Change, Chance, and Optimality

Change, Chance, and Optimality

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This book is about how languages change. It is also a devastating critique of a widespread linguistic orthodoxy. April McMahon argues that to provide a convincing explanation of linguistic change the roles of history and contingency must be accommodated in linguistic theory. She also shows that theoretical work in related disciplines can be used to assess the value of such theories.

Optimality Theory, or OT as it is usually called, dominates contemporary phonology, especially in the USA, and is becoming increasingly influential in syntax and language acquisition. Having set out its basis principles, Professor McMahon assesses their explanatory power in analysing language change and its residues in current phonological systems. Using cross-linguistic data, and drawing comparisons with other theories inside and outside linguistics, she shows that OT is incapable of
accounting for language change, without the addition of rules and an appreciation of chance and historical contingency that would then undermine its theoretical underpinnings.

OT relies on innateness and needs to discuss the origins of allegedly genetically-specified features. The author considers the nature and evolution of the human language capacity, and demonstrates a profound mismatch between the predictions of evolutionary biology and the claims for innateness made in OT.
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Product details

  • Paperback | 212 pages
  • 156 x 234 x 12mm | 323g
  • Oxford, United Kingdom
  • English
  • 0198241259
  • 9780198241256

Table of contents

Chapter 1: Optimality Theory: The Basics ; Chapter 2: Optimality in a Complex World: Additions and Extensions ; Chapter 3: Constraints, Causation, and Change ; Chapter 4: Cognates and Comparisons: Natural Morphology and Neo-Darwinian Evolutionary Biology ; Chapter 5: The Emergence of the Innate: Evolving Optimality ; Chapter 6: Optimality and Optimism: The Panglossian Paradigm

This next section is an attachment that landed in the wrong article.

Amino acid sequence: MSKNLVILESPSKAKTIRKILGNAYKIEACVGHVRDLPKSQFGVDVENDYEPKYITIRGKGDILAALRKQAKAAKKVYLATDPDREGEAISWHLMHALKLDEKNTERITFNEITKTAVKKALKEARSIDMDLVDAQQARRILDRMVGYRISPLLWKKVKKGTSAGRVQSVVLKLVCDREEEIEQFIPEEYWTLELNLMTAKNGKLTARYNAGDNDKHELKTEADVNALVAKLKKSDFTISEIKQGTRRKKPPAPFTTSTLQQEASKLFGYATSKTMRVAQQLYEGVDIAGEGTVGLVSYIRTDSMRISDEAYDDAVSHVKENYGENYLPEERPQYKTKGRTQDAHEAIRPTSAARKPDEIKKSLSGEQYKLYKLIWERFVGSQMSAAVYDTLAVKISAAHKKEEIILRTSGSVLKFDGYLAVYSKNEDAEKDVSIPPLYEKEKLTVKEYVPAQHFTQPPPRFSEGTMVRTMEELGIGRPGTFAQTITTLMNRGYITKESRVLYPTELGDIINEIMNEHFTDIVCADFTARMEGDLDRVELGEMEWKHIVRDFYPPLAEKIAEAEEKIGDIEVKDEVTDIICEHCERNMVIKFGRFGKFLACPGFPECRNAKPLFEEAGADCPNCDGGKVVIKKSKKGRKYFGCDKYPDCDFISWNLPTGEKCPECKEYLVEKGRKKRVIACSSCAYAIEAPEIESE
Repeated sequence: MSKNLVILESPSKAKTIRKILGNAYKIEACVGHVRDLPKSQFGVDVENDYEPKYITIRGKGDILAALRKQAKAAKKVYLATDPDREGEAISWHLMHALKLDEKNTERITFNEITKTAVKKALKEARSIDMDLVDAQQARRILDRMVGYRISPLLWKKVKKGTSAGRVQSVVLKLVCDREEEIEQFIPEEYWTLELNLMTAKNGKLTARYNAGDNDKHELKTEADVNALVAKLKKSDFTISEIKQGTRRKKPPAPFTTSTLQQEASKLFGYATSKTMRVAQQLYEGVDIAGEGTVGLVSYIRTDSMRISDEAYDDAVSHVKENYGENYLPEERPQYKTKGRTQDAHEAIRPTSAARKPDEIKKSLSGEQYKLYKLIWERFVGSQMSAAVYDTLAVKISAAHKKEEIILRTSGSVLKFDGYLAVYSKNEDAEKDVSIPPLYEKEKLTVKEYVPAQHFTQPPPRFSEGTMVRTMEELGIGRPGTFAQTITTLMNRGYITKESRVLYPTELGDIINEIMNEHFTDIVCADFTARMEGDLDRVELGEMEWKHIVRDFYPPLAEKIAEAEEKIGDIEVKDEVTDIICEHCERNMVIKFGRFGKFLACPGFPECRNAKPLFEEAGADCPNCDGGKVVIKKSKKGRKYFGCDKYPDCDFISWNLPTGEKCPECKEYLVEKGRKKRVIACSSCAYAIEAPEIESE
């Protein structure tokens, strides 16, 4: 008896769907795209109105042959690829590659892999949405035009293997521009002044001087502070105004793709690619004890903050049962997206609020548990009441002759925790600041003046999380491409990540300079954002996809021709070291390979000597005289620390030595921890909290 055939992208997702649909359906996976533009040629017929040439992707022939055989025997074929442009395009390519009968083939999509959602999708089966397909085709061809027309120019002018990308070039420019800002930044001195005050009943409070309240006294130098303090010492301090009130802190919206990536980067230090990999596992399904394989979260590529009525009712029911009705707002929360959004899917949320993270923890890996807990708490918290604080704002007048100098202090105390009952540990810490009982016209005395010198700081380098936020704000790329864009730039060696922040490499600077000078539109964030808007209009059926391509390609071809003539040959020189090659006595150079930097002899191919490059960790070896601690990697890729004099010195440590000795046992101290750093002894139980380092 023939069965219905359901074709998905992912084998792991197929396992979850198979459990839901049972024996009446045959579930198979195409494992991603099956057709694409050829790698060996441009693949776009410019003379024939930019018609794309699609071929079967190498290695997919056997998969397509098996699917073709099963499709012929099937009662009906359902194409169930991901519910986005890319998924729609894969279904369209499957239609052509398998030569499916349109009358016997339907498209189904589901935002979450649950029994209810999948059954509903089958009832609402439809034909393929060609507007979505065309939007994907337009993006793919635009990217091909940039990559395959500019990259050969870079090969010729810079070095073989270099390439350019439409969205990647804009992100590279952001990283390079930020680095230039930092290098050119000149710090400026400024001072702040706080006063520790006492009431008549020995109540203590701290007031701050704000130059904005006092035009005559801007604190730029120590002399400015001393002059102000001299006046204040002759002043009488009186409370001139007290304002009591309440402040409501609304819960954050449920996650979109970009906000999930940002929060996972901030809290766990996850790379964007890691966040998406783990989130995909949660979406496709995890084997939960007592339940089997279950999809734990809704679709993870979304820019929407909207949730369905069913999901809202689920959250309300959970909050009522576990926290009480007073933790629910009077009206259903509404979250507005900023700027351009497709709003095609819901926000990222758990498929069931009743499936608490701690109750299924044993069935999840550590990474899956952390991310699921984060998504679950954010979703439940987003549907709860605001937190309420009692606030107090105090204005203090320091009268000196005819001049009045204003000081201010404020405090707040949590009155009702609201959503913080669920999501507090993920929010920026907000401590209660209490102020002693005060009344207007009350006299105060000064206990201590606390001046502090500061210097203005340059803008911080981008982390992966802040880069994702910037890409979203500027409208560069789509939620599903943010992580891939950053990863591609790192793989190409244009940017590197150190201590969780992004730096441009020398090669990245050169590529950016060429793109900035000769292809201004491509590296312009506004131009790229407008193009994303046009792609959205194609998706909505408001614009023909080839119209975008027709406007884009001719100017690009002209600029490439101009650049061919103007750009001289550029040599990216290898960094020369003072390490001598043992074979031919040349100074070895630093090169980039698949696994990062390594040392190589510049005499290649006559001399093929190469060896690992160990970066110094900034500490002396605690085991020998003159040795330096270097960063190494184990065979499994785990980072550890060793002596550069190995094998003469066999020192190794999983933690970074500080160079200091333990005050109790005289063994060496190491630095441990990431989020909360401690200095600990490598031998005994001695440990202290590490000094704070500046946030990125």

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Review quote

This formidable critique of Optimality Theory (OT) should be required reading for all graduate students in linguistics. Phonologists of every stripe - synchronic and diachronic, regardless of the theories in which they work - ignore it at their peril. Anyone with even a passing interest in linguistic theory would also be well advised to read it, because its implications reach well beyond phonology to involve current hypotheses about the nature and evolution of
human language ... this volume should solidfy McMahon's reputation as one of the most insightful linguistic theorists currently writing. * General Linguistics * A critical contribution to the debate on how Optimality Theory accounts (or cannot account) for historical change ... a hard and prolonged look at the claims and practices of OT. * Years Work in English Studies * A stunning book, elegantly argued and deftly written. A major theoretical critique, confronting Optimality Theory and other formalist innatist paradigms with the realities of evolutionary biology and neuroscience. One of the most important and sophisticated works in phonological theory of the past couple of decades. * Roger Lass, University of Cape Town *
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About April McMahon

Dr April McMahon has been Lecturer in Historical Linguistics and Phonology at the University of Cambridge since 1988. From March 2000 she will be Professor of English Language and Linguistics at the University of Sheffield. She is the author of Understanding Language Change (CUP, 1994) and Lexical Phonology and the History of English (CUP, forthcoming 2000), and has published articles and reviews in many journals. She has
long-standing research interests in the relationship of phonological theory and sound change, and in interdisciplinary issues including connections between evolutionary theory, genetics and historical linguistics.
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